OSTRICH BOYS is about friendship and loyalty. Blake, Sim, and Kenny just lost their best friend, Ross. Hit by a car while riding his bike, he is gone and they can hardly believe it. After the boys attend his funeral, they decide the ceremony didn't do their friend justice. Ross was so much more than a collection of words and hymns. As a sort of revenge for the fact that he was taken in such unfair circumstances and at an early age, they concoct a plan to honor him in their own way. Ross always dreamed of visiting a town of the same name, Ross, Scotland. The three remaining friends "kidnap" Ross's ashes and head to Scotland. The removal of the funeral urn from Ross's home didn't go as smoothly as planned, so their scheme to take a train to Scotland and back in just two days turns into a sort of escape that has Ross's family and the families of the three boys frantic. Just before leaving Ross's house, his father confronted Blake about the possibility that Ross may have taken his own life by riding his bike into the path of the car. Blake is shocked by the question, as are Kenny and Sim, but shortly into their journey there is word that they have been on the evening news. Speculation is that the three boys are part of a suicide pact, and now the hunt is on. OSTRICH BOYS is filled with action and adventure. Each boy is unique - Blake is known as the intelligent one, Kenny is the computer whiz and happens to be the bankroll for their trip until he unfortunately forgets his bag while switching trains, and Sim possesses an amazing knowledge of collective nouns that is sure to fascinate and provide remarkably useless information for readers. Author Keith Gray combines bungee jumping, wild train rides, quirky characters, and the emotional upheaval of losing a close friend to create an incredible tale. A bit of a slow start might discourage some readers, but if they are encouraged to stick with it, most will find it a rewarding read.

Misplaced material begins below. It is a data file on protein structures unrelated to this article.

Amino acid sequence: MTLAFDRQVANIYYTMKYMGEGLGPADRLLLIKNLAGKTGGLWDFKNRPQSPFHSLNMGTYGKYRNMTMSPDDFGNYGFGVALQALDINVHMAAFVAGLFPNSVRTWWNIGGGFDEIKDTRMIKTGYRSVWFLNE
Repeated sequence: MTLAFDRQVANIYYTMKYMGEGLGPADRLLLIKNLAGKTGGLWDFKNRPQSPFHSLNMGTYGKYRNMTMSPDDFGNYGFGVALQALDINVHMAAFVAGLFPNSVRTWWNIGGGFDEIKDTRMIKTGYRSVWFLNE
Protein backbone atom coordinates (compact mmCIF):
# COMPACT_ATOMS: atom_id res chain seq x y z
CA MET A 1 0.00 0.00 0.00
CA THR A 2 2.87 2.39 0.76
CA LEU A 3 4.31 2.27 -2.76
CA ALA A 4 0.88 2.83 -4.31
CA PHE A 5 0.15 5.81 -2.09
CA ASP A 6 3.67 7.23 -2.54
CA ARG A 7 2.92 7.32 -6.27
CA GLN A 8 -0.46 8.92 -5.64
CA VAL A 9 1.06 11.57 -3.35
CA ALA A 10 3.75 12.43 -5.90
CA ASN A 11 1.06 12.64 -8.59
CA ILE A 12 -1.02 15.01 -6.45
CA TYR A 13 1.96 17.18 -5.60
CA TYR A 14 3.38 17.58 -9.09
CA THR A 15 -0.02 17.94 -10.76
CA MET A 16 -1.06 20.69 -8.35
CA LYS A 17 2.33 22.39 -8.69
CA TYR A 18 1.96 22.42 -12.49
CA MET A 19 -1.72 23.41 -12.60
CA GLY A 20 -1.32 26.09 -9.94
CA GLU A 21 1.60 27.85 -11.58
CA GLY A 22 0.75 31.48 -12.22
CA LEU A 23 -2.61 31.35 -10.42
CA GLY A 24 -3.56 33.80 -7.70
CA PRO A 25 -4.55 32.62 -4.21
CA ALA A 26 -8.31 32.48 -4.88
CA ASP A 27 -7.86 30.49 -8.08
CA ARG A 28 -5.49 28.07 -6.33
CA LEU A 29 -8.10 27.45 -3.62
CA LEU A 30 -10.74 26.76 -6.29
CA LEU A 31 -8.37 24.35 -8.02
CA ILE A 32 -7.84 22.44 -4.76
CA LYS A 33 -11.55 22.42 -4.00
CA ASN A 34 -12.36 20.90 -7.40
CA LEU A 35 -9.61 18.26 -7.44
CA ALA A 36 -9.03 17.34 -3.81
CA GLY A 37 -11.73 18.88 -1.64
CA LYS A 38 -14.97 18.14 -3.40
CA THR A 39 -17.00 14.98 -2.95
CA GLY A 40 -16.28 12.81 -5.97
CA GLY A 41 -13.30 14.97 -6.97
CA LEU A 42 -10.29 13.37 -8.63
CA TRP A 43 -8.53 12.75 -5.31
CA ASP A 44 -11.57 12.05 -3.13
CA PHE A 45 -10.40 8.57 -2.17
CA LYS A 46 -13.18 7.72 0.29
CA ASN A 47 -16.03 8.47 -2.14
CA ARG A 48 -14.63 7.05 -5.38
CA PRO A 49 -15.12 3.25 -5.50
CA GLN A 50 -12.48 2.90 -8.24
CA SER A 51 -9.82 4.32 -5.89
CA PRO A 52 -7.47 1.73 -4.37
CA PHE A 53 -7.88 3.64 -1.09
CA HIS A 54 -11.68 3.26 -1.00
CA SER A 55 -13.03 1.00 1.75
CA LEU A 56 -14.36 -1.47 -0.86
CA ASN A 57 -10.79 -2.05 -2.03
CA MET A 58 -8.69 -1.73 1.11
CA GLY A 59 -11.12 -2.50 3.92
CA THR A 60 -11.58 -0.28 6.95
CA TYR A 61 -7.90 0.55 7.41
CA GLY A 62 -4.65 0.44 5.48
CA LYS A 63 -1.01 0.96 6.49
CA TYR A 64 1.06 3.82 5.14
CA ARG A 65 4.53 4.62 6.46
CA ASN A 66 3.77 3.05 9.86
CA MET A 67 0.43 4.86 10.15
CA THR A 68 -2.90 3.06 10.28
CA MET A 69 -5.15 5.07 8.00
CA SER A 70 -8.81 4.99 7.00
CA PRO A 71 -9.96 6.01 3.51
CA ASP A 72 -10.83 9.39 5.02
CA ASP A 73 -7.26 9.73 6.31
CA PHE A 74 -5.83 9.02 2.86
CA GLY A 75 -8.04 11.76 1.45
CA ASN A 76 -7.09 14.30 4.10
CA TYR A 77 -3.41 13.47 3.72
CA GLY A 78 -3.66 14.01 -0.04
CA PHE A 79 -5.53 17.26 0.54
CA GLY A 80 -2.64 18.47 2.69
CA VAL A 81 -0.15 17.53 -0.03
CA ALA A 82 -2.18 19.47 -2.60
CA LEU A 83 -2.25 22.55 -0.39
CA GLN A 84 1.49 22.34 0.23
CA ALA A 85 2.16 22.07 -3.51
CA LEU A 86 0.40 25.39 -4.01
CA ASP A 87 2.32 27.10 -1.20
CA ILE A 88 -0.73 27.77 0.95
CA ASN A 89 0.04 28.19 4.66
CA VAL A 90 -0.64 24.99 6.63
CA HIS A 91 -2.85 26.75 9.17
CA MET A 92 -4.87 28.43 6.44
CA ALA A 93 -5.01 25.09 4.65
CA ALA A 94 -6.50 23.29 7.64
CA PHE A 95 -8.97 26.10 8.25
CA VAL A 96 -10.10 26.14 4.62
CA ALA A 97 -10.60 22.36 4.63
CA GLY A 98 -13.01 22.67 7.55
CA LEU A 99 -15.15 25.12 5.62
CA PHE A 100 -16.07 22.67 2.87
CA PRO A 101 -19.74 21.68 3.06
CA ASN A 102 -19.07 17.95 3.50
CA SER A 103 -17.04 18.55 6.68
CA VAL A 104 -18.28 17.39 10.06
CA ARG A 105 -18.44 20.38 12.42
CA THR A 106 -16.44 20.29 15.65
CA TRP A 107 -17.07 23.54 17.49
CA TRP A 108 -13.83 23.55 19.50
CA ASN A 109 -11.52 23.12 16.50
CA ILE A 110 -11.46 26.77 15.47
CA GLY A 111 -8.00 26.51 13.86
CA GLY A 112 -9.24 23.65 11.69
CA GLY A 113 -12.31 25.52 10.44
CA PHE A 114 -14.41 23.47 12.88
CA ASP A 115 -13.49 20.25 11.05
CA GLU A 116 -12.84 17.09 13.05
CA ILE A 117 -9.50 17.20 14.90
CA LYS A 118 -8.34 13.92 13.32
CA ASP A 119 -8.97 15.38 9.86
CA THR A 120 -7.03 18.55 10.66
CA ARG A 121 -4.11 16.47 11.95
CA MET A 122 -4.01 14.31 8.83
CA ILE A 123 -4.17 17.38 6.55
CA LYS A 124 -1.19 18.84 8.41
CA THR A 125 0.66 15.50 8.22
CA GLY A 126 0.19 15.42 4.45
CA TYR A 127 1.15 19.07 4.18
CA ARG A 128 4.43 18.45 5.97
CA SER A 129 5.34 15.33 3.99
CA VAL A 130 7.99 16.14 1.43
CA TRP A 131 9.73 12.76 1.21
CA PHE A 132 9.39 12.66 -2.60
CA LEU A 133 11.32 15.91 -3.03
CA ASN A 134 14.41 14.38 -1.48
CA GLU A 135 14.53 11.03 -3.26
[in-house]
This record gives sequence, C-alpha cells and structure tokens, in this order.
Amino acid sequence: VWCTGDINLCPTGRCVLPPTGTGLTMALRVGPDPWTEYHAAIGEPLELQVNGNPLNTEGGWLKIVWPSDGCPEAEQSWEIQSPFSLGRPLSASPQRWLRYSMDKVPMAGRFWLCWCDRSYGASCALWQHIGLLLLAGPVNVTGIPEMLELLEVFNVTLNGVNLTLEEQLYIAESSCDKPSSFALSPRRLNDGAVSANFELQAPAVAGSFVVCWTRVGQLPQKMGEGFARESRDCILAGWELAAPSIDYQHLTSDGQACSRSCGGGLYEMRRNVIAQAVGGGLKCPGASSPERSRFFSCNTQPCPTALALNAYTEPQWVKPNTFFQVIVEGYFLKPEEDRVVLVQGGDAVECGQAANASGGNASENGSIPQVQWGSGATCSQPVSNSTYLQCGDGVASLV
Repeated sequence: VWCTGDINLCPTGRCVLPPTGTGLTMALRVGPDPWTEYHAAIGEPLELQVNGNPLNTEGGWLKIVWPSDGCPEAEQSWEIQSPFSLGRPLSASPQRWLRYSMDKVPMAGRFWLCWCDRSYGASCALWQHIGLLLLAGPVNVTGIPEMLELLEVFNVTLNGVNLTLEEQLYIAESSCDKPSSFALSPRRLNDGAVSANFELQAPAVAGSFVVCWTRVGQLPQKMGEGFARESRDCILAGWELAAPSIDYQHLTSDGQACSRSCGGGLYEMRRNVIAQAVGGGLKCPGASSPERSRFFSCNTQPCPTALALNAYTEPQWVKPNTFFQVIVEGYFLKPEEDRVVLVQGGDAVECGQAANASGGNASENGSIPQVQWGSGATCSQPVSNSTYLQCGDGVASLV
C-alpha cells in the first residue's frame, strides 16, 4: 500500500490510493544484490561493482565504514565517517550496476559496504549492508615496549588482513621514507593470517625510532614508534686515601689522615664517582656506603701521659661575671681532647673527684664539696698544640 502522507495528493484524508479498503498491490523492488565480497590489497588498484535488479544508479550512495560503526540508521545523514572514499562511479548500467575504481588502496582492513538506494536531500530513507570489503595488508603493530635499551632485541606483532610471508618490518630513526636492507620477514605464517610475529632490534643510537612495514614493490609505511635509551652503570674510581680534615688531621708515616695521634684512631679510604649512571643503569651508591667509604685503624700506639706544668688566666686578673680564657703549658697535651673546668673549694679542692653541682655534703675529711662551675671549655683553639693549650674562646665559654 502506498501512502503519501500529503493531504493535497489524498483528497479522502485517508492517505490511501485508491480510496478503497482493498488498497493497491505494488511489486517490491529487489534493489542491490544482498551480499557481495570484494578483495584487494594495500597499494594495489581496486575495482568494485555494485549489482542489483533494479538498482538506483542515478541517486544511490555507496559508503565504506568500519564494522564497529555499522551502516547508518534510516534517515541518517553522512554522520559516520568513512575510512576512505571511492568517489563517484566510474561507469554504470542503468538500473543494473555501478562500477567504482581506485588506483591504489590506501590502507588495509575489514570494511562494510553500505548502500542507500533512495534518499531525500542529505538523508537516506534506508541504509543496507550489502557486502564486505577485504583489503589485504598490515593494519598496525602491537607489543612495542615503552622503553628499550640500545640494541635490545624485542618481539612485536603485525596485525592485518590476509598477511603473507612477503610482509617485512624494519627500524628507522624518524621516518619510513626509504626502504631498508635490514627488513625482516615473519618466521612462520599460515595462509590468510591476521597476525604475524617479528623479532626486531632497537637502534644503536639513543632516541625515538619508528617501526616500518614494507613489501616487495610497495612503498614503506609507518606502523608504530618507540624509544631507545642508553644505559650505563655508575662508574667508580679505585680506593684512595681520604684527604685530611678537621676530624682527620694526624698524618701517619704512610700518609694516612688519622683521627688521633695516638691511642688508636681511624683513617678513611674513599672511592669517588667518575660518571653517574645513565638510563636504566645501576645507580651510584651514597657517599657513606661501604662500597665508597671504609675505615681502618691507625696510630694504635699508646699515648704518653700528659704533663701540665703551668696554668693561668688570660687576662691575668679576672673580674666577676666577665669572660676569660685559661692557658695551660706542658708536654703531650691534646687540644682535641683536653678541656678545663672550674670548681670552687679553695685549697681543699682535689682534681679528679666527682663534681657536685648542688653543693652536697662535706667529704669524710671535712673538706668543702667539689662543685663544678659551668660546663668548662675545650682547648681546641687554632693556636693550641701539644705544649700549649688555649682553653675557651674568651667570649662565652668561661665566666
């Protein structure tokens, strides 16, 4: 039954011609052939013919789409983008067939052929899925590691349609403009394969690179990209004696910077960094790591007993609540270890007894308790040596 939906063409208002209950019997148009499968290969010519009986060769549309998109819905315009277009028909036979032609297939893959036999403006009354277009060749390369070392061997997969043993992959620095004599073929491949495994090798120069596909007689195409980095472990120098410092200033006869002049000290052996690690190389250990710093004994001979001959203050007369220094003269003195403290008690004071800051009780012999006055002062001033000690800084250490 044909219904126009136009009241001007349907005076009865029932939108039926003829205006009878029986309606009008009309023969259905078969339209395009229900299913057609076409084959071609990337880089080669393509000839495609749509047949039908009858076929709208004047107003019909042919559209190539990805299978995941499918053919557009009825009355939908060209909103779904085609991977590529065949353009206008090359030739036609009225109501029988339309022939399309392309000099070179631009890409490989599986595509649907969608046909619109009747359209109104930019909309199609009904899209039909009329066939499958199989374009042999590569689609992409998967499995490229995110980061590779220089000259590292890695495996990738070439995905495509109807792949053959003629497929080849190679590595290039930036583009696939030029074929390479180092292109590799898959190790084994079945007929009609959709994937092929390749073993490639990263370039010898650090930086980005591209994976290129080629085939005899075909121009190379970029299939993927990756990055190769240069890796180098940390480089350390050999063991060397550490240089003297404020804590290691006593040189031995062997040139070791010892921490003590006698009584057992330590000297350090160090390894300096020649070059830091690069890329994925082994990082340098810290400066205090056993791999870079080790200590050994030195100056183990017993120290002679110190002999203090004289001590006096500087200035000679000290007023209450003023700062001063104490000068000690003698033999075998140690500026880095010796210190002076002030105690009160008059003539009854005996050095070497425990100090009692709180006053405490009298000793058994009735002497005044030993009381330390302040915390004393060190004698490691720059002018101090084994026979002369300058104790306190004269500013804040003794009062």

Anonymous More than 1 year ago